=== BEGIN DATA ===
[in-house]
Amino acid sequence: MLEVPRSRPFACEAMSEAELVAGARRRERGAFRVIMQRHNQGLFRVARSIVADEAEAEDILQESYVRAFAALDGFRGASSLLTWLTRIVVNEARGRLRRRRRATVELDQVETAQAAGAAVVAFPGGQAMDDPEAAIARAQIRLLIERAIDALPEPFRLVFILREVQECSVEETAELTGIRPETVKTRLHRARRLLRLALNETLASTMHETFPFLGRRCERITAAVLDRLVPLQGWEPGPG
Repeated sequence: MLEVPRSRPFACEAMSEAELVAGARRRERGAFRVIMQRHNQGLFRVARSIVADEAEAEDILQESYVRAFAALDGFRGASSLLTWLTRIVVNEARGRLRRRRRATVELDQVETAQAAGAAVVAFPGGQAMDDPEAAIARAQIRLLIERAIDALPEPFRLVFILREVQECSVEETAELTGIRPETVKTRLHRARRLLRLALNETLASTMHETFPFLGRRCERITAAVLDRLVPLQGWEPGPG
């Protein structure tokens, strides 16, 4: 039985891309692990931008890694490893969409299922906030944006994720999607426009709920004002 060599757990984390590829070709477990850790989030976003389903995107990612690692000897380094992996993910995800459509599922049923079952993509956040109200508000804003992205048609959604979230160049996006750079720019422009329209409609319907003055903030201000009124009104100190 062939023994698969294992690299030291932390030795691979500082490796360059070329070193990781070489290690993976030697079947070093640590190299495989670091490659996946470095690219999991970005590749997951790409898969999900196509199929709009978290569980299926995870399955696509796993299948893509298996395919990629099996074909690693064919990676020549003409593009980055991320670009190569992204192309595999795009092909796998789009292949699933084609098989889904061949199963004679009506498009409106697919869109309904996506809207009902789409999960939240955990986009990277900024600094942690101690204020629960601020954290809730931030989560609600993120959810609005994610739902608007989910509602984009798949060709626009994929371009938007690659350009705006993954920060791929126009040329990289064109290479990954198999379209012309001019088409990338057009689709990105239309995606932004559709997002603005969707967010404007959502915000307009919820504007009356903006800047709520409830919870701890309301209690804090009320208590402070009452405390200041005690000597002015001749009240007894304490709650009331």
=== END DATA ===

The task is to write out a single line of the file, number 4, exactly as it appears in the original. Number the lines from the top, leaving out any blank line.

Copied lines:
């Protein structure tokens, strides 16, 4: 039985891309692990931008890694490893969409299922906030944006994720999607426009709920004002 060599757990984390590829070709477990850790989030976003389903995107990612690692000897380094992996993910995800459509599922049923079952993509956040109200508000804003992205048609959604979230160049996006750079720019422009329209409609319907003055903030201000009124009104100190 062939023994698969294992690299030291932390030795691979500082490796360059070329070193990781070489290690993976030697079947070093640590190299495989670091490659996946470095690219999991970005590749997951790409898969999900196509199929709009978290569980299926995870399955696509796993299948893509298996395919990629099996074909690693064919990676020549003409593009980055991320670009190569992204192309595999795009092909796998789009292949699933084609098989889904061949199963004679009506498009409106697919869109309904996506809207009902789409999960939240955990986009990277900024600094942690101690204020629960601020954290809730931030989560609600993120959810609005994610739902608007989910509602984009798949060709626009994929371009938007690659350009705006993954920060791929126009040329990289064109290479990954198999379209012309001019088409990338057009689709990105239309995606932004559709997002603005969707967010404007959502915000307009919820504007009356903006800047709520409830919870701890309301209690804090009320208590402070009452405390200041005690000597002015001749009240007894304490709650009331």